Advances to Girl Held Enough for Attempted Kidnapping

, New York Law Journal


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A divided state appeals panel has upheld the attempted kidnapping sentence of a previously convicted child molester who repeatedly made advances toward a 10-year-old girl and eventually tried to give her the keys to his apartment, which she refused.

The 3-2 Appellate Division, First Department, panel ruled in People v. Denson, 701/99, that the man, Raymond Denson, offered the keys to the girl in the hope that she would come willingly to his apartment where he could molest her, and that this constituted attempted kidnapping even though there was no evidence that the girl might have agreed.

The majority, comprised of Justices Angela Mazzarelli (See Profile), Sallie Manzanet-Daniels (See Profile) and Judith Gische (See Profile), said in an unsigned decision that although Denson did not harm the girl, he "came dangerously near to achieving his objective." Their ruling upheld a 10-year sentence imposed by former Manhattan Supreme Court Justice James Yates in 2002.

Justice David Saxe (See Profile) dissented, joined by Richard Andrias (See Profile), saying that while Denson did endanger the welfare of the girl, his behavior did not amount to attempted kidnapping.

According to the opinion, Denson expressed interest in the girl in 1998, while he was working in a hardware store in the first floor of the building where she lived. Denson, then 54, had been convicted of a sex crime against his stepdaughter more than 20 years earlier.

Denson knew that the girl walked home from school alone and was alone in her apartment until her mother returned from work. He repeatedly approached her and asked her to have ice cream, go ice skating and go to the movies.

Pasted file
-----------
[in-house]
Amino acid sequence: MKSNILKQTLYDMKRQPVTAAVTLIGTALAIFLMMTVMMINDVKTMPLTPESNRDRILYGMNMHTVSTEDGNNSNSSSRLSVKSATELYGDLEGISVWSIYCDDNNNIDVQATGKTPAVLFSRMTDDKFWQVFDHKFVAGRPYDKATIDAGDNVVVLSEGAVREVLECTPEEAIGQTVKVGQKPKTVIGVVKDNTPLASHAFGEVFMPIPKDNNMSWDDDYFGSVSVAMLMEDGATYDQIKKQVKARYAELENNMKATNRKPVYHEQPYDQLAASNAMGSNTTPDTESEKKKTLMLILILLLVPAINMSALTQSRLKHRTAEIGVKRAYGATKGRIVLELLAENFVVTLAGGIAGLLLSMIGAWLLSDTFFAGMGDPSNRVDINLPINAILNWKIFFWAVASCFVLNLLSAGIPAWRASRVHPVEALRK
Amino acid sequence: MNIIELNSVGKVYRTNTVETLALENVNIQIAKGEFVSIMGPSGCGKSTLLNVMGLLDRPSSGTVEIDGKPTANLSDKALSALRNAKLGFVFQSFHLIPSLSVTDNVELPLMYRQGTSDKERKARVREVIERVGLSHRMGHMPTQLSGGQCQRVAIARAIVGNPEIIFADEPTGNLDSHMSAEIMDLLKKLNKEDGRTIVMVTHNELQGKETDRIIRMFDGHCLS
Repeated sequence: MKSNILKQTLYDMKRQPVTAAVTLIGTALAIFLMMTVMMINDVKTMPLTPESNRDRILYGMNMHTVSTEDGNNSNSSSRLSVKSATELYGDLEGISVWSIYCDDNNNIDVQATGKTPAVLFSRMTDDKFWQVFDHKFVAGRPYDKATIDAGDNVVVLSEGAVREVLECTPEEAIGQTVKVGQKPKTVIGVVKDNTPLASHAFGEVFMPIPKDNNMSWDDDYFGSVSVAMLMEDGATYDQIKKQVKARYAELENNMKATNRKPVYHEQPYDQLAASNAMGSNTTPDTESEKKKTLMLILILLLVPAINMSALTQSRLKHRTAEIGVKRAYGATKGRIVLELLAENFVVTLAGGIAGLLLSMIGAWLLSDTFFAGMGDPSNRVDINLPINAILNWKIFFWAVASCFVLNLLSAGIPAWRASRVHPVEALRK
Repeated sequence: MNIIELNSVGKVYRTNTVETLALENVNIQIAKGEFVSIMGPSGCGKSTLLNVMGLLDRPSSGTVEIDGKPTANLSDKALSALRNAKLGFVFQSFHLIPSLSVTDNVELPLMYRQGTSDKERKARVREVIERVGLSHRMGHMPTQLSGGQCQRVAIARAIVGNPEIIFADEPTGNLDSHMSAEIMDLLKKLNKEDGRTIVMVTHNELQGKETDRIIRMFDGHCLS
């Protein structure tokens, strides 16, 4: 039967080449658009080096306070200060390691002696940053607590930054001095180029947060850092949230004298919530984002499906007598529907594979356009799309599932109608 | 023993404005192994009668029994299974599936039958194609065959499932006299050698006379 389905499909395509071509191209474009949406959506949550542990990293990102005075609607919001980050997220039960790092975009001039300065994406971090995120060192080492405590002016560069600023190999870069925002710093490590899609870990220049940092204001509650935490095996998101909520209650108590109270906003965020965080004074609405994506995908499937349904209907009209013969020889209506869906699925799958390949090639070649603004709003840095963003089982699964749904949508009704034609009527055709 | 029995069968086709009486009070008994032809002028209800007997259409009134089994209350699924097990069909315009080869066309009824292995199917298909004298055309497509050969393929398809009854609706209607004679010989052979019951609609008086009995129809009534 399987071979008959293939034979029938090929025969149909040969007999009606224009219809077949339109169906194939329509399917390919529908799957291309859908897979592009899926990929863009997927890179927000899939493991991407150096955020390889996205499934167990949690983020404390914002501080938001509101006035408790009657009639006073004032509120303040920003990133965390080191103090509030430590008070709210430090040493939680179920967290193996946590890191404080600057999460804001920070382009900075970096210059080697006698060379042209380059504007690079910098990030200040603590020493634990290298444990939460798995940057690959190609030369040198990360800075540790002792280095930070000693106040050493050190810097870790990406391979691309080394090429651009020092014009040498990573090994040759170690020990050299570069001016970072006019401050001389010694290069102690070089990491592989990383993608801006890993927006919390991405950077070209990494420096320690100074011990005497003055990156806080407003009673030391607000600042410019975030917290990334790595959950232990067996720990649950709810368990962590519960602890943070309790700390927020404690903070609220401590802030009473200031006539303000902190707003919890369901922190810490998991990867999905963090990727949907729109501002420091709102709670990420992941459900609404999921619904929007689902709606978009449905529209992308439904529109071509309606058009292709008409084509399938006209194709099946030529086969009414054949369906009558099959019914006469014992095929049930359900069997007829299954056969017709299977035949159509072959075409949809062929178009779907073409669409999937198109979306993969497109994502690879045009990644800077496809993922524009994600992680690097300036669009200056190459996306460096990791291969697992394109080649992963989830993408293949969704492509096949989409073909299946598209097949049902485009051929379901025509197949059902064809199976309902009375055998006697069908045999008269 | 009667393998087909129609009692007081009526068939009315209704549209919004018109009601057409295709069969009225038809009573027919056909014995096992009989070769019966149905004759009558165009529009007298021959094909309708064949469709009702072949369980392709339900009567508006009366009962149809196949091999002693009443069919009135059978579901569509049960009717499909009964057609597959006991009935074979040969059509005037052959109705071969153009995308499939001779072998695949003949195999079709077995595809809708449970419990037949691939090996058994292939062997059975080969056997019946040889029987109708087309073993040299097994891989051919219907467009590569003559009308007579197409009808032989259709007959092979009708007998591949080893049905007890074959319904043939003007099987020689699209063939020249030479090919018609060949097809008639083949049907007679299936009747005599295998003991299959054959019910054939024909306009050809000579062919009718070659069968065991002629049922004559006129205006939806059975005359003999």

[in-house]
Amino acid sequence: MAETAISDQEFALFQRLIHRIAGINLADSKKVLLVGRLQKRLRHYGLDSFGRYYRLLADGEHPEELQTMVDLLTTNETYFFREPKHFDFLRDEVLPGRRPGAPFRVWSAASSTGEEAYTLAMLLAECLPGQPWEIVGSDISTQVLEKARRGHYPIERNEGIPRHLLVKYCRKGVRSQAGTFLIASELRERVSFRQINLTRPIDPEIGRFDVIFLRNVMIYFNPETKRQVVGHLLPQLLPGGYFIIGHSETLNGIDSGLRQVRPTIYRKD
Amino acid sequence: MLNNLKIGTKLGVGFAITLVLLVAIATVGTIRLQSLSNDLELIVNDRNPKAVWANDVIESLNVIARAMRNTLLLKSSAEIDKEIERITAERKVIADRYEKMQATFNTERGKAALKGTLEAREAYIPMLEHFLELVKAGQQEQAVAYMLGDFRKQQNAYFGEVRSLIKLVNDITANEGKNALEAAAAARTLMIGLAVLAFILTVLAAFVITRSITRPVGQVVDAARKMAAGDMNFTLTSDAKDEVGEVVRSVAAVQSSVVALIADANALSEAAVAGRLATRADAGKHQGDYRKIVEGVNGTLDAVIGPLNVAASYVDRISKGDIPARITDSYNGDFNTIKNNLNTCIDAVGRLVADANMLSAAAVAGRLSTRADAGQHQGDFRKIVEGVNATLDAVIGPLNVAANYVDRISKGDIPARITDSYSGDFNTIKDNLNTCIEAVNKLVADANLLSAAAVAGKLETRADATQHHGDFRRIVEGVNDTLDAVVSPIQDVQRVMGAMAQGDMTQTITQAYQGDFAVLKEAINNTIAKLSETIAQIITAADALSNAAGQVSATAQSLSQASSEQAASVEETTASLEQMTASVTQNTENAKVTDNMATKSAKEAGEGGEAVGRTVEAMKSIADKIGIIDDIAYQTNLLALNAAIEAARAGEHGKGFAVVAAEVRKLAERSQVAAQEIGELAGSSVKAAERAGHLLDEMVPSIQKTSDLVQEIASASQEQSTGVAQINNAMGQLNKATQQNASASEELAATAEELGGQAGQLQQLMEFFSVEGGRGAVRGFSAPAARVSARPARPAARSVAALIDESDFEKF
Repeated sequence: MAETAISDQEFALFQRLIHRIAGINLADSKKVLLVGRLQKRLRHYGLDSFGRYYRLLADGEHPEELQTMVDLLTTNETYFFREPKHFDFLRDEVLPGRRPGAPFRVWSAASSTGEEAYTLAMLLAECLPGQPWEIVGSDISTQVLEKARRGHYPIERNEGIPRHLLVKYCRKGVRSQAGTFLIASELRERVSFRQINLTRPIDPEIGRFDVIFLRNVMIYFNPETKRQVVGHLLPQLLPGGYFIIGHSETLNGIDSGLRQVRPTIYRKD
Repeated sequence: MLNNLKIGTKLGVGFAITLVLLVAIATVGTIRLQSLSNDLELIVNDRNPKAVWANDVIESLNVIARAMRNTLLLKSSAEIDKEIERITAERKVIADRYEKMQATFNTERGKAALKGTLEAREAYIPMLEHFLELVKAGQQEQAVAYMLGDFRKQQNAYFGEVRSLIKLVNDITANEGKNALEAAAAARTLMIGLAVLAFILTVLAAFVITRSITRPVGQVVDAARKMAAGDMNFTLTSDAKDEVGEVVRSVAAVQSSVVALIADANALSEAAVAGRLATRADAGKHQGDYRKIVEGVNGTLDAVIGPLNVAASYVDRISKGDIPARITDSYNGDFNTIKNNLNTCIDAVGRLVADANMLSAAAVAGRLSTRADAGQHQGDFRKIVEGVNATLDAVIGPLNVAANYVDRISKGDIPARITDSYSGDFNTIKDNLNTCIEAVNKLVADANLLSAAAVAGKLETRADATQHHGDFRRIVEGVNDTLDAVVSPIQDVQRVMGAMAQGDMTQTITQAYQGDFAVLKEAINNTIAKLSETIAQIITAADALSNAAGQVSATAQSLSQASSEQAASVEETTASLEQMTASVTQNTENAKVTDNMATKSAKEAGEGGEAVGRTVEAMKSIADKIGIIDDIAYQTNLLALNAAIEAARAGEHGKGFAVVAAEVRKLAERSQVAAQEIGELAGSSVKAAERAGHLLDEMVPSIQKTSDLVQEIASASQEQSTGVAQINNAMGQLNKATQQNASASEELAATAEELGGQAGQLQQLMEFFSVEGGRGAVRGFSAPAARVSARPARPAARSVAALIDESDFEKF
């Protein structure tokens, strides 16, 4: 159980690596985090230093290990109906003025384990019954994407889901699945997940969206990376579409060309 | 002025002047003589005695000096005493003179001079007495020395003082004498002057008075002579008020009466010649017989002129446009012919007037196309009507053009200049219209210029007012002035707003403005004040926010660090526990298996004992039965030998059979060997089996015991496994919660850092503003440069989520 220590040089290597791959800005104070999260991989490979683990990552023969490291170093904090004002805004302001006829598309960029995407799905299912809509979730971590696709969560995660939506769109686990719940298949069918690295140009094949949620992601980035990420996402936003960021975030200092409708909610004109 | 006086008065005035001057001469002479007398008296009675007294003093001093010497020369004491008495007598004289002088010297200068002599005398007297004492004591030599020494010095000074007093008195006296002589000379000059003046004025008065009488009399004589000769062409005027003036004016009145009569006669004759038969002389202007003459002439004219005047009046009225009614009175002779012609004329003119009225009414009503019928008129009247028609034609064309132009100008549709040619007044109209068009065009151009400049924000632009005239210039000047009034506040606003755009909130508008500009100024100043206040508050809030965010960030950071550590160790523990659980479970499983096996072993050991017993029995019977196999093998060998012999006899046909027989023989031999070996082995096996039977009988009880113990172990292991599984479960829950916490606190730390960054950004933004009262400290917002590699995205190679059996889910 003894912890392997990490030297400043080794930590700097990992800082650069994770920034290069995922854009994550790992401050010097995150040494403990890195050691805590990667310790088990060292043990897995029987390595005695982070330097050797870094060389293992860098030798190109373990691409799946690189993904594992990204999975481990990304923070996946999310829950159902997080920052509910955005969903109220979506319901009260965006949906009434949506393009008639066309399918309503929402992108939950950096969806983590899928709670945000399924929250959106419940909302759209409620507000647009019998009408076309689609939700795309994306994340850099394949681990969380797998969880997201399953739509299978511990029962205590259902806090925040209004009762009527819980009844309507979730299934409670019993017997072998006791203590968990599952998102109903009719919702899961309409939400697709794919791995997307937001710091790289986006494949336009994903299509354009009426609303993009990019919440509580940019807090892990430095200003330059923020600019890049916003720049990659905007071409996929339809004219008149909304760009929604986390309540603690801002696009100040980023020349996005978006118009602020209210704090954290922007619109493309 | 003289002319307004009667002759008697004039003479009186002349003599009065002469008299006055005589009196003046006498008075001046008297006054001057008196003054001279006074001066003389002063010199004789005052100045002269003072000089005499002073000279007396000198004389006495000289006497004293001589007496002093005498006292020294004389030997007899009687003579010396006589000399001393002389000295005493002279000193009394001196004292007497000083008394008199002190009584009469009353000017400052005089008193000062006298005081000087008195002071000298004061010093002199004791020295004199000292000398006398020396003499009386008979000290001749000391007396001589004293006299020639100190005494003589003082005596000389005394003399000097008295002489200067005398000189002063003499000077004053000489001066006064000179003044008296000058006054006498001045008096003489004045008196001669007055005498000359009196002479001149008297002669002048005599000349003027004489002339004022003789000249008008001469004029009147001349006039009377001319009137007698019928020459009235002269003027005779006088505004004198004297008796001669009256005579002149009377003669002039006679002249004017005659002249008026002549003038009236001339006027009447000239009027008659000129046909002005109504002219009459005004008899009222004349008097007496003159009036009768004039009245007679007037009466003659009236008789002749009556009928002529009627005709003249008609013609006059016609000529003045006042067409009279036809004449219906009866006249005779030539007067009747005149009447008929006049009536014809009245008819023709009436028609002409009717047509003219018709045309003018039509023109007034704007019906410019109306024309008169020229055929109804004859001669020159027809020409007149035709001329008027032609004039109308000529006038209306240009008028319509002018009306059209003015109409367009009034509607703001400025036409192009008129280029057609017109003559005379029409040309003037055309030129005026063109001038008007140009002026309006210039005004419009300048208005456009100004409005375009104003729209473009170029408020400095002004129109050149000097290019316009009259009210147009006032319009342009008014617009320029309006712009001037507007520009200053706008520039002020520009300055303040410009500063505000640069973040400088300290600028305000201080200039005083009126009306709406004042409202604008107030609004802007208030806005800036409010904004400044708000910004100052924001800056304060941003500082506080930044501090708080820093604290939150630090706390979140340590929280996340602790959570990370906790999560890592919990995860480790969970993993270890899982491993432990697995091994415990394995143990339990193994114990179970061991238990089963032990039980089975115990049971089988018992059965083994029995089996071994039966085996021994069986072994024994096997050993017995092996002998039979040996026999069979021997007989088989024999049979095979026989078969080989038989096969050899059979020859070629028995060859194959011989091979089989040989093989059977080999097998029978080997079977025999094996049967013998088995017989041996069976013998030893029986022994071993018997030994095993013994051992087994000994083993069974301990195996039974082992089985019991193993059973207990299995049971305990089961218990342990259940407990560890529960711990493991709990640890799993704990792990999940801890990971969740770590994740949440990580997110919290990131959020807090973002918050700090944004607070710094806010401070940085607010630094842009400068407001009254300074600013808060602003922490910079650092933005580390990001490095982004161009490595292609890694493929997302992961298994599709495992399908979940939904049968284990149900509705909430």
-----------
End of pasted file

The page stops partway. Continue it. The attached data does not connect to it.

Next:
One day he came to her apartment uninvited and asked her to go out with him. Eventually, he tried to give her the keys to his apartment and said she could go there while her mother wasn't home. This frightened the girl, and her mother called the police soon after, prompting Denson's arrest and charges.

At the non-jury trial, even the defense expert conceded that Denson had been found by mental health professionals to be a "pedophile," that he was "highly fixated" on the girl, had "eroticized thoughts" about her, tried to "forge an adult-type relationship with her" and was "in pursuit" of her. Yates also heard testimony about Denson's previous sex crime before convicting and imposing the sentence.

On appeal, the majority found no reason to disturb the conviction.

"Defendant's entire course of conduct toward the victim mirrored his conduct toward his stepdaughter, whom he had molested years earlier," the majority wrote.

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